SELECT PERSPECTIVES BLOG

3 Tips for Giving Employee Feedback

Posted by  Alissa Parr, Ph.D.

One big myth of employee feedback systems is that all supervisors want to give feedback and all subordinates want to receive it. It’s often, if not always, the case that supervisors want their employees to grow and develop but apprehension grows when faced with the idea of providing negative feedback to employees. Similarly, subordinates want to improve their skills and performance but may be hesitant to hear this information from their supervisor. Therefore, it’s important to consider best practices of feedback giving so supervisors can be more confident in giving feedback and subordinates can be more willing to hear feedback and then take actionable steps to improve.


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The Success of the Spurs and Your Hiring Process

Posted by  Eli Castruita

Many teams in the NBA look to the San Antonio Spurs as the model of success.  They have recorded the best winning percentage of any team in the four major sports over the last 16 years and they made it to their fifth NBA Finals this year!  During those 16 years the Spurs organization has twice been named the best franchise in professional sports and been ranked the top NBA franchise six times in the annual ESPN The Magazine Ultimate Standing Survey.


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Keeping Top Talent at Your Company Isn’t All About Luck

Posted by  Amber Thomas


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Select International's SIOP 2012 Presentations

Posted by  TJ Muehlfeld

Follow us @select_intl to get up to date coverage on everything SIOP 2012!.


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Job Candidate Reaction to Healthcare Employee Assessments

Posted by  Bryan Warren

Structured selection tools have been used for decades in many industries.  If properly designed and used, they improve quality, reduce turnover, reduce injuries and enhance legal defensibility.


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Healthcare Hiring: 8 Questions a Physician Should Ask You During an Interview

Posted by  Bryan Warren

In an interesting twist in healthcare hiring, we now have physicians seeking advice on how to “select” their employer.  They realize that the financial success and the personal satisfaction of their career will depend, to a large extent, on choosing the right situation.  They come out of residency poorly prepared to evaluate potential practice settings, be they with a group or a hospital.  Not surprisingly, a few years into their career, they often discover that it is not what they were looking for and they are back to square one.  This is not the sort of career uncertainty they envisioned when they entered the medical profession.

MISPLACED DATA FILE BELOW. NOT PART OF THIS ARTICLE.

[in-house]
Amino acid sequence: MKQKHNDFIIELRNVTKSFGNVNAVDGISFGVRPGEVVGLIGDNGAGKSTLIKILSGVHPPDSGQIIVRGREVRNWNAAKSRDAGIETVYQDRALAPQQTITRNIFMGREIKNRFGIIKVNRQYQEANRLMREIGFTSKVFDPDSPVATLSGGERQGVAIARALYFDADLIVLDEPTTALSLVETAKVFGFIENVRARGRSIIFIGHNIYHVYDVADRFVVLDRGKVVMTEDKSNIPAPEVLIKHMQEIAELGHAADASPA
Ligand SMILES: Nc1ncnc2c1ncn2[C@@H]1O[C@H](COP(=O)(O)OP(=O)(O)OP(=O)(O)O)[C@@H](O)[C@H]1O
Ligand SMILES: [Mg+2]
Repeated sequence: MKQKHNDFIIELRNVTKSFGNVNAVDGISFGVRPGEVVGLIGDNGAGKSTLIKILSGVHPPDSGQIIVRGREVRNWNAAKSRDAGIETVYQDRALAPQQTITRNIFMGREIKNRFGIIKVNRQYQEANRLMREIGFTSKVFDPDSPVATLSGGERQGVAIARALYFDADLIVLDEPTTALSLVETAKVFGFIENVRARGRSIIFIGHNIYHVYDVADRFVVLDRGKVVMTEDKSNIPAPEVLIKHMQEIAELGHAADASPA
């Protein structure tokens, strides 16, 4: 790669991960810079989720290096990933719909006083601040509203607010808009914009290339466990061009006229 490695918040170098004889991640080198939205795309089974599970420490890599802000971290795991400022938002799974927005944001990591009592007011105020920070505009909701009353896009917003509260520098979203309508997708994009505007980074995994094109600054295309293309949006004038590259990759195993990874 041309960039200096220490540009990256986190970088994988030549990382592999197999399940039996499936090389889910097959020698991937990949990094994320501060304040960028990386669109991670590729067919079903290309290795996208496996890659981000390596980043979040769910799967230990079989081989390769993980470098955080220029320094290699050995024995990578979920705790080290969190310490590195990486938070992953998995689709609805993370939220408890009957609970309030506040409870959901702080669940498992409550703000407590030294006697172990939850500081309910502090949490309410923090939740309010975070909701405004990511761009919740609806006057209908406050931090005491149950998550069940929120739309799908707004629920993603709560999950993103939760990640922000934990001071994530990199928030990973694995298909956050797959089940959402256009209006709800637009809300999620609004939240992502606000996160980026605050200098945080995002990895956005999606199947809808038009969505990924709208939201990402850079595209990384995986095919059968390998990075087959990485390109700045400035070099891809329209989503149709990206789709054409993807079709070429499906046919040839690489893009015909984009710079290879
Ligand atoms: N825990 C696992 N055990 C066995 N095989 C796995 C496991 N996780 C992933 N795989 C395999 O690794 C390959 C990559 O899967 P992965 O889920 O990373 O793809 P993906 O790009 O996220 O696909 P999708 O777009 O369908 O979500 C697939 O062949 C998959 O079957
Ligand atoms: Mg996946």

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5 Things about Employee Assessments That Everyone Should Know

Posted by  Amber Thomas

assessment-test.jpgSo, you know a thing or two about employee assessments, how they can help create a productive and legally defensible hiring process, how they provide more data about the Joe Schmoe’s sending you resumes, and how they can make your life easier by narrowing down your candidate pool. But did you know that…

  1. Candidates are more honest on assessments than when talking to you. It’s true, not everyone likes to tell the truth about their prevalence for absenteeism, anti-social behaviors or theft but they’re more likely to admit to these behaviors on an assessment.

  2. Assessments are more objective than you are. We are creatures hard-wired for social interaction. This means that we all (to some degree or another) have subconscious preferences and attitudes towards different types of people. An assessment won’t tell you if your candidate’s a snappy dresser, but it can tell you about work-related competencies that correlate to success on the job.


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5 Things about Applicant Faking in Assessment Tests That Everyone Should Know

Posted by  Amber Thomas

No one likes a liar, right? Dishonesty is not something that most people are comfortable with, because it implies that someone is trying to “pull one over on us” or “get away with something”. It follows, logically, that you wouldn’t want someone to “fake good” on pre-employment applications, their resumes, assessments, or in interviews. We want to know what we are going to get when we hire someone into the organization. We feel personally offended when someone turns out to be different than what they said they were (especially if we’re doing the hiring!). With all of this being said, it might surprise you to know that applicant faking is not always as bad as you may think. Here are five reasons that this may be the case: